Adele’s music simmers with sincerity, a sort of lived-in pain and hope that resonates deeply with many listeners. She’s been able to turn her heartache into gripping art in a way that feels more mature than contemporaries like Taylor Swift — and more timeless. But regardless of how you may love Adele’s music, make no mistake — Adele is definitely benefiting from White privilege.
Spree Wilson explains how his influences shaped his sound. With the success of hits like his Afrojack collaboration “The Spark” and his new single “Counterfeit” set for release, Wilson looked back at the albums and artists that made him who he is.
Soul singer-songwriter D’Angelo was the latest featured guest at Red Bull Music Academy. Hosted by famed music critic and author Nelson George, “A Conversation With D’Angelo” took place at the Brooklyn Academy of Music, where the reclusive artist behind such beloved albums as Brown Sugar and Voodoo shared anecdotes about his life and career, but also spoke about his new musical direction. He revealed that classic rock has been guiding his creativity as of late.
For all of the attention that the Ed Sullivan appearance garnered, it wasn’t America’s very first introduction to the Beatles. The first American record label to jump on the group’s potential was a small, black-owned label based in Chicago.
Baby Boomers across America are giddy this week, as numerous events and appearances are planning in celebration of the 50th anniversary of the Beatles’ legendary appearance on The Ed Sullivan Show. But, with all of the nostalgia and tributes, there is a factor that is being ignored as it pertains to the Beatles and their legacy.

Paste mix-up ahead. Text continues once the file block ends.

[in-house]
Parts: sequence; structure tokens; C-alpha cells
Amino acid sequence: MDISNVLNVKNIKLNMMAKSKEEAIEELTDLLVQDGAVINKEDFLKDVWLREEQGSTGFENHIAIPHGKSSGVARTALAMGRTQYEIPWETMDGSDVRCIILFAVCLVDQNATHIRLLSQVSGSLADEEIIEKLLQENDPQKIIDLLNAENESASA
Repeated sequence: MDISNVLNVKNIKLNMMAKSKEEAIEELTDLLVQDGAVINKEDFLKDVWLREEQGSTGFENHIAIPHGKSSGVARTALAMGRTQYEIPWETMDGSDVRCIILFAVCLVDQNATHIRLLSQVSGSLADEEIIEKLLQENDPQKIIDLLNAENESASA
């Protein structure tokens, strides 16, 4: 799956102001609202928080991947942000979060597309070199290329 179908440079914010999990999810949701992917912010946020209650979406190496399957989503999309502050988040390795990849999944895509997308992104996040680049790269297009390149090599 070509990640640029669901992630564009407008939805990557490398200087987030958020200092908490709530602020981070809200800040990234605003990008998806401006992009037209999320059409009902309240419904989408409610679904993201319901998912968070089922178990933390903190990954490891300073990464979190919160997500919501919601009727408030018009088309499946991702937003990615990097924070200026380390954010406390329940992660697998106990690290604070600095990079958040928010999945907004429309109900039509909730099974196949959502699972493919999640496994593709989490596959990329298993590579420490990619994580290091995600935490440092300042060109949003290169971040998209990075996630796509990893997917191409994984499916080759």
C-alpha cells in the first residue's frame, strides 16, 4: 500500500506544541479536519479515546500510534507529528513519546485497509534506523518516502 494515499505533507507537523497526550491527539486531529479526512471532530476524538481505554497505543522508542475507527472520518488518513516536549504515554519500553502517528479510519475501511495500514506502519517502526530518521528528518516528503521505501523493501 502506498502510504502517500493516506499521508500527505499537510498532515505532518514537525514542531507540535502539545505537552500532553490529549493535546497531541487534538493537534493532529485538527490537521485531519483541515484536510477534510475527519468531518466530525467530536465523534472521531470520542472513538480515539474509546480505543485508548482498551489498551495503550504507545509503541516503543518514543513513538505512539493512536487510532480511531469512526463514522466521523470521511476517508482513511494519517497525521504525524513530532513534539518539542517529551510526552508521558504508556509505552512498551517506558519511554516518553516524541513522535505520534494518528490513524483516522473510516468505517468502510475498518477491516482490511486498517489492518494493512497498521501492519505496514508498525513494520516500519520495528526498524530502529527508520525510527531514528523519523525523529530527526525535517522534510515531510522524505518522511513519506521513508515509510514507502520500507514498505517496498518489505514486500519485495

The subject of interracial love has come up numerous times in popular music. Here are a handful of well-known classic rock songs by white artists that fans may not have realized contained subtle odes to (or were completely inspired by) black women
The classic rock era represents what many fans (specifically Baby Boomers) consider the peak of rock music’s artistic ambition and commercial clout. Rock artists were breaking new ground constantly, from the Beatles and Bob Dylan in the late 60s to Pink Floyd and Zeppelin in the mid-70s.
With the current national unrest regarding the George Zimmerman verdict and the murder of Trayvon Martin, we decided to look at some of the great protest songs throughout music history.
The great difficulty in adhering to the tastes/criticisms of “purists” is that, if every artist only followed the “rules” that were set forth by a genre’s originators, there would be little-to-no innovation.
Chris Brown posted an image on Instagram to let the world know how he feels about his portrayal in the media.